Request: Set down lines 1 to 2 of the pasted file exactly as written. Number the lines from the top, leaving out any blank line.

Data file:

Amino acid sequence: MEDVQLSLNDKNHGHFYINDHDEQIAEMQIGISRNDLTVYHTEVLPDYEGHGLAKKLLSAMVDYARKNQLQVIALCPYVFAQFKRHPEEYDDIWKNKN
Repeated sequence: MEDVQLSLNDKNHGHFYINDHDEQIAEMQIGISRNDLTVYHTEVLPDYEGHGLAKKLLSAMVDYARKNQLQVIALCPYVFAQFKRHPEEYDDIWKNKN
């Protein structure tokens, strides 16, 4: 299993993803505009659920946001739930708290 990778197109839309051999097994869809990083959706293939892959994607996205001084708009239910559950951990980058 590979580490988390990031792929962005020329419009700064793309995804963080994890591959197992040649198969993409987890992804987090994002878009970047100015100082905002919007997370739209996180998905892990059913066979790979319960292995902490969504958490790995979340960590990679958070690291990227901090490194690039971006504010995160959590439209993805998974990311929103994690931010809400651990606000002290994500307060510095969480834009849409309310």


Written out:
Amino acid sequence: MEDVQLSLNDKNHGHFYINDHDEQIAEMQIGISRNDLTVYHTEVLPDYEGHGLAKKLLSAMVDYARKNQLQVIALCPYVFAQFKRHPEEYDDIWKNKN
Repeated sequence: MEDVQLSLNDKNHGHFYINDHDEQIAEMQIGISRNDLTVYHTEVLPDYEGHGLAKKLLSAMVDYARKNQLQVIALCPYVFAQFKRHPEEYDDIWKNKN